Audits and investigations into the effects of ObamaCare from congressional committees, government auditors, advocacy groups, and others.

“California’s health insurance rates for a new state-run marketplace came in lower than expected this week, but one downside for many consumers will be far fewer doctors and hospitals to choose from. People who want UCLA Medical Center and its doctors in their health plan network next year, for instance, may have only one choice in California’s exchange: Anthem Blue Cross. Another major insurer in the state-run market, Blue Shield of California, said its exchange customers will be restricted to 36% of its regular physician network statewide. And Cedars-Sinai Medical Center, one of Southern California’s most prestigious and expensive hospitals, said it’s not included in any exchange plans at the moment.”

“The National Association of Insurance Commissioners says it is hearing that many carriers will cancel policies and issue new ones because administratively that is easier than changing existing plans. About 14 million Americans currently purchase their health policies individually, a number expected to more than double eventually because of the new law’s subsidies and one-stop insurance markets. But the transition may not be seamless.”

“The Obama administration said Monday that it was cutting payments to doctors and hospitals after finding that cost overruns are threatening to use up the money available in a health insurance program for people with cancer, heart disease and other serious illnesses. The administration had predicted that up to 400,000 people would enroll in the program, created by the 2010 health care law. In fact, about 135,000 have enrolled, but the cost of their claims has far exceeded White House estimates, exhausting most of the $5 billion provided by Congress.”

“Cancer patients could face high costs for medications under President Barack Obama’s health care law, industry analysts and advocates warn. Where you live could make a huge difference in what you’ll pay.”

“The missing piece in this narrative is the havoc that this law is creating in the lives of so many patients. Despite minimal implementation of the ACA thus far, the effects on many patients is already devastating- something very much under-reported.”

“The top two Republicans in Congress informed President Obama on Thursday that they will refuse to fulfill their duty under the Affordable Care Act to recommend members of a new board with the power to contain Medicare spending. It’s a dramatic power-play driven by the explosive partisan politics of Obamacare and with potentially important implications for federal health care policy.”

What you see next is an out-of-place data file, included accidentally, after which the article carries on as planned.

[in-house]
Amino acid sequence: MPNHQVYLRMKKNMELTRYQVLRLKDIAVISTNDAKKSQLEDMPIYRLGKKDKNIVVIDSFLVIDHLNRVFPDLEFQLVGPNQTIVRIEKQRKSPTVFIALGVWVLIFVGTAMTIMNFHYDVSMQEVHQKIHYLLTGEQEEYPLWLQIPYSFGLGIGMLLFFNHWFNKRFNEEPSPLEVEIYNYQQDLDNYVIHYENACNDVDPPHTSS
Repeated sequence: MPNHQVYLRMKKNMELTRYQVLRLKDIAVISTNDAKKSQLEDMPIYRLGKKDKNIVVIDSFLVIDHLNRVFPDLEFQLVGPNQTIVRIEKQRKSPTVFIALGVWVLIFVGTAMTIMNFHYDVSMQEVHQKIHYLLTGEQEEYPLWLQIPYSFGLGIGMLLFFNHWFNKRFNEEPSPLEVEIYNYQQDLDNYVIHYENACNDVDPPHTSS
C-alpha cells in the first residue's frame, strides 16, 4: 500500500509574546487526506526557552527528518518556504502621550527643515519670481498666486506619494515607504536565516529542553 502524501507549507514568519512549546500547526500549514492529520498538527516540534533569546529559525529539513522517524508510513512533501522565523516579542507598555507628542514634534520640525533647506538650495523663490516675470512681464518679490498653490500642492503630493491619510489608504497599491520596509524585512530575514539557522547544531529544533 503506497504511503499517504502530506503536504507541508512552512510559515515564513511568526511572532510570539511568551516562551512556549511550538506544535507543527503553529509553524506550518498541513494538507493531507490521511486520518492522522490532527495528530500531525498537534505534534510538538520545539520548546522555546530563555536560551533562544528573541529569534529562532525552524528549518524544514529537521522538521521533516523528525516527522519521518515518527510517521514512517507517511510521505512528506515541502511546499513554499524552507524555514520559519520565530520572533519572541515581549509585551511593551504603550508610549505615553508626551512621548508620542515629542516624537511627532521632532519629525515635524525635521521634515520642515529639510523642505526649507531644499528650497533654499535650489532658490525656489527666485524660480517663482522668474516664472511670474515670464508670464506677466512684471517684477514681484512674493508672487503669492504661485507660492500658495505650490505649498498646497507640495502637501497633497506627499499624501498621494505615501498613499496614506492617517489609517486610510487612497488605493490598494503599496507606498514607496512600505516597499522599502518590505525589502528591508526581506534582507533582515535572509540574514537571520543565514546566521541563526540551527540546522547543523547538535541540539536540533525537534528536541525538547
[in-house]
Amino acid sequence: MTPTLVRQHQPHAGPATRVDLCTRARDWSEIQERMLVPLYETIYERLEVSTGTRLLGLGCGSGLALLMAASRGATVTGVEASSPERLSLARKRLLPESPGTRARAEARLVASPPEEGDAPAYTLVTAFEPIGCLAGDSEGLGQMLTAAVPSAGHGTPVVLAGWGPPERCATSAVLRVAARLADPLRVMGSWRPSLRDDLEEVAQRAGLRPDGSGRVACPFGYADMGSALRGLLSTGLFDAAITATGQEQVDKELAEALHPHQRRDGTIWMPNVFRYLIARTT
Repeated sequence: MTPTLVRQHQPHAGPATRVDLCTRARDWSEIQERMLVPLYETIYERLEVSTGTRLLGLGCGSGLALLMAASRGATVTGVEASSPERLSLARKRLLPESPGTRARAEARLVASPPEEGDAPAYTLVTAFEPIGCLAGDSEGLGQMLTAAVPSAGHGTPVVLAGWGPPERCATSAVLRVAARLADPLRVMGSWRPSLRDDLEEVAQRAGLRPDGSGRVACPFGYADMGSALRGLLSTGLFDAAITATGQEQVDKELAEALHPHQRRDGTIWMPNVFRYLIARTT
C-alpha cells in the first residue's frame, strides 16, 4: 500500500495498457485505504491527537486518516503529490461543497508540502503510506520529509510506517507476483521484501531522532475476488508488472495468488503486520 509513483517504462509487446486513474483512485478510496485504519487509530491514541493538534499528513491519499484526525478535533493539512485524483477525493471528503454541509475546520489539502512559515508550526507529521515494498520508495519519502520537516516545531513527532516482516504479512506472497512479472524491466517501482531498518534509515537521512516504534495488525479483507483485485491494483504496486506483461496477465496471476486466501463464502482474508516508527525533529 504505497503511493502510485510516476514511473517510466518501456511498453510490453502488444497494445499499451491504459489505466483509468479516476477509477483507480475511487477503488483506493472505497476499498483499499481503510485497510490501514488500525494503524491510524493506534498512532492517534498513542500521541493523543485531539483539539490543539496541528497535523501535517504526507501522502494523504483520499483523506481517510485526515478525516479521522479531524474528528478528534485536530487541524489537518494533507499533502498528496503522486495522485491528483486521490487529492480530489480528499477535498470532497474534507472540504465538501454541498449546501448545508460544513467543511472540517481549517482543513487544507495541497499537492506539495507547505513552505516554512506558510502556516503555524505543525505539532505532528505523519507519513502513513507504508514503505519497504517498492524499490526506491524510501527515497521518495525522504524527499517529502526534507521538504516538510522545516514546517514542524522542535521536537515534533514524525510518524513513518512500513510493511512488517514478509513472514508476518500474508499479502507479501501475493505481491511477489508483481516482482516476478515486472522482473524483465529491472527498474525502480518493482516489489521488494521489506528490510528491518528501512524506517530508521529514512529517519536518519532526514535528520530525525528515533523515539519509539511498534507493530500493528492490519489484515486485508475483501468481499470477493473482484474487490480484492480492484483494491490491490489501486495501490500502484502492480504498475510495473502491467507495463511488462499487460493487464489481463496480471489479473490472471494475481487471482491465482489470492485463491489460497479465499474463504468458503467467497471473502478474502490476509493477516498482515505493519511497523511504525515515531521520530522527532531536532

“IPAB is supposed to be composed of 15 members who will each serve six-year terms. They must be nominated by the President and confirmed by the Senate. Since it is nearly May, that leaves only four months to meet the draft proposal deadline. In other words, four months for members to be nominated, for the Senate to hold hearings and confirmation votes, and then for IPAB to put together its proposal.”

“The lack of competition in nearly a dozen states could present problems when the insurance exchanges that are part of the Affordable Care Act launch in October. The exchanges are supposed to give Americans who do not get health insurance from their employers the opportunity to choose from an array of private insurance plans. The idea is to generate competition between insurers that will lead to lower premiums.”

“Some 500 healthcare provider groups and companies, patient advocates and employers on Thursday signed a letter to Congress urging repeal of the Independent Payment Advisory Board in fear that not only will its cost-cutting powers hurt patients’ access to care, but that it will also raise costs for employers, and actually raise costs in the long run.”

“Buried deep within President Obama’s $3.77 trillion budget is a tiny little proposal to increase Medicaid spending by $360 million. In a budget as large as this one, $360 million is scarcely worth mentioning. It amounts to less than one-hundredth of one percent of total outlays. But this 0.01 percent is worth mentioning, because it proves the president’s health-care law will not work.”